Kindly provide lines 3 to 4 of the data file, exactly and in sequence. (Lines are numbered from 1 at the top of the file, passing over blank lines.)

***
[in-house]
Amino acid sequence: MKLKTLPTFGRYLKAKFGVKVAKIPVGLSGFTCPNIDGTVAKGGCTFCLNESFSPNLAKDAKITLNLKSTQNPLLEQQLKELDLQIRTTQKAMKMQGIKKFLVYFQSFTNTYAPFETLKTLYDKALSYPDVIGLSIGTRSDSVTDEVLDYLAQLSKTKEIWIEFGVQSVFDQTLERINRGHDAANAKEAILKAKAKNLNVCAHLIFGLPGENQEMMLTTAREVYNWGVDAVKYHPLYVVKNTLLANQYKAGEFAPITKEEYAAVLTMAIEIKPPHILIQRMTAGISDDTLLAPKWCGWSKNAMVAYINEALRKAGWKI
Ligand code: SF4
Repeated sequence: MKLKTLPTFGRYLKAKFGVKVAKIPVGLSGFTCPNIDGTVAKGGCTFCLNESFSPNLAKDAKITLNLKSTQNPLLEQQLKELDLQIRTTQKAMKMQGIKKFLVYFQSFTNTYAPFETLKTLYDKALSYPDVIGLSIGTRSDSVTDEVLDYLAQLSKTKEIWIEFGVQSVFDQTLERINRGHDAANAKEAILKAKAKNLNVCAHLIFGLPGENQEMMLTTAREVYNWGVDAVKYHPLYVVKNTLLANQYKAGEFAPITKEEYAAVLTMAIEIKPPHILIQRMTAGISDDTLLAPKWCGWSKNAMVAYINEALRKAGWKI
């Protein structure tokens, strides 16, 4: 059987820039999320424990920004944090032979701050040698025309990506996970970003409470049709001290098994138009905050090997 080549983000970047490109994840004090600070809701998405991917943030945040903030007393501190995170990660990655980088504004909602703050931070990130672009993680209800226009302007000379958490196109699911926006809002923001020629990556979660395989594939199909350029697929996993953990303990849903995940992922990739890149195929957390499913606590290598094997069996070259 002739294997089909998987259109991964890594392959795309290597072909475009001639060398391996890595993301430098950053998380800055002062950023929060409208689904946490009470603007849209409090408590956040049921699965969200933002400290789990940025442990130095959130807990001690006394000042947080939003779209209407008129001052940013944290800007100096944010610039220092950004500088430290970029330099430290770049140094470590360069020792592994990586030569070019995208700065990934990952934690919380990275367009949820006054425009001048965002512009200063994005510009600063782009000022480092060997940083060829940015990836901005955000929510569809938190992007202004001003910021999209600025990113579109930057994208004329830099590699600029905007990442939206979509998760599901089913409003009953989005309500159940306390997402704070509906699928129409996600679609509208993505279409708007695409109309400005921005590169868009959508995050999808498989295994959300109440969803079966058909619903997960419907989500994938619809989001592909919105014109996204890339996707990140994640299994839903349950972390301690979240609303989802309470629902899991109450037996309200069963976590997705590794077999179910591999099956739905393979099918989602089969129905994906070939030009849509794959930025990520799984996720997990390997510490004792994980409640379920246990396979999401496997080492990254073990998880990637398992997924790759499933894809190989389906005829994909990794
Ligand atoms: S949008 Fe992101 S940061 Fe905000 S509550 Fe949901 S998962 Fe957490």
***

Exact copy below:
Ligand code: SF4
Repeated sequence: MKLKTLPTFGRYLKAKFGVKVAKIPVGLSGFTCPNIDGTVAKGGCTFCLNESFSPNLAKDAKITLNLKSTQNPLLEQQLKELDLQIRTTQKAMKMQGIKKFLVYFQSFTNTYAPFETLKTLYDKALSYPDVIGLSIGTRSDSVTDEVLDYLAQLSKTKEIWIEFGVQSVFDQTLERINRGHDAANAKEAILKAKAKNLNVCAHLIFGLPGENQEMMLTTAREVYNWGVDAVKYHPLYVVKNTLLANQYKAGEFAPITKEEYAAVLTMAIEIKPPHILIQRMTAGISDDTLLAPKWCGWSKNAMVAYINEALRKAGWKI